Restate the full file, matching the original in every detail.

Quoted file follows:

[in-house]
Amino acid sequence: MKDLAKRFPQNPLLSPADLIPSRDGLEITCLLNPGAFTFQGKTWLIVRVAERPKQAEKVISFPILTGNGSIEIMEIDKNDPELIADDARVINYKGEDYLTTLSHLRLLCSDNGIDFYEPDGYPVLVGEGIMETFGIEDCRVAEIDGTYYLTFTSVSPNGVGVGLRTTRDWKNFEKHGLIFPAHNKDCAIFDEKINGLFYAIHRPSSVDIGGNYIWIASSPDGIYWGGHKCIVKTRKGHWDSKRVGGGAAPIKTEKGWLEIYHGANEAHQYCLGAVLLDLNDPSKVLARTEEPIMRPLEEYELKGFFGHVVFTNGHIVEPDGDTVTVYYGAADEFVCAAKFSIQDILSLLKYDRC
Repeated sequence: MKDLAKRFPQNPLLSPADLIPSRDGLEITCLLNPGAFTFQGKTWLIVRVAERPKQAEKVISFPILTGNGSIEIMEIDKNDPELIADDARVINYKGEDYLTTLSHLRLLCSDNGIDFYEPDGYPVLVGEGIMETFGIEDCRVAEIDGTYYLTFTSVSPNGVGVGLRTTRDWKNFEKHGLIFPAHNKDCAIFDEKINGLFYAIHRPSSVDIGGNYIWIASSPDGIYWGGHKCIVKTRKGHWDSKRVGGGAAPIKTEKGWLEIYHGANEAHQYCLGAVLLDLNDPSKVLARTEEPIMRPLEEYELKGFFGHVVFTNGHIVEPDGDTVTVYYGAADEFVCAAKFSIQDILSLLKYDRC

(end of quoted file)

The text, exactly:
[in-house]
Amino acid sequence: MKDLAKRFPQNPLLSPADLIPSRDGLEITCLLNPGAFTFQGKTWLIVRVAERPKQAEKVISFPILTGNGSIEIMEIDKNDPELIADDARVINYKGEDYLTTLSHLRLLCSDNGIDFYEPDGYPVLVGEGIMETFGIEDCRVAEIDGTYYLTFTSVSPNGVGVGLRTTRDWKNFEKHGLIFPAHNKDCAIFDEKINGLFYAIHRPSSVDIGGNYIWIASSPDGIYWGGHKCIVKTRKGHWDSKRVGGGAAPIKTEKGWLEIYHGANEAHQYCLGAVLLDLNDPSKVLARTEEPIMRPLEEYELKGFFGHVVFTNGHIVEPDGDTVTVYYGAADEFVCAAKFSIQDILSLLKYDRC
Repeated sequence: MKDLAKRFPQNPLLSPADLIPSRDGLEITCLLNPGAFTFQGKTWLIVRVAERPKQAEKVISFPILTGNGSIEIMEIDKNDPELIADDARVINYKGEDYLTTLSHLRLLCSDNGIDFYEPDGYPVLVGEGIMETFGIEDCRVAEIDGTYYLTFTSVSPNGVGVGLRTTRDWKNFEKHGLIFPAHNKDCAIFDEKINGLFYAIHRPSSVDIGGNYIWIASSPDGIYWGGHKCIVKTRKGHWDSKRVGGGAAPIKTEKGWLEIYHGANEAHQYCLGAVLLDLNDPSKVLARTEEPIMRPLEEYELKGFFGHVVFTNGHIVEPDGDTVTVYYGAADEFVCAAKFSIQDILSLLKYDRC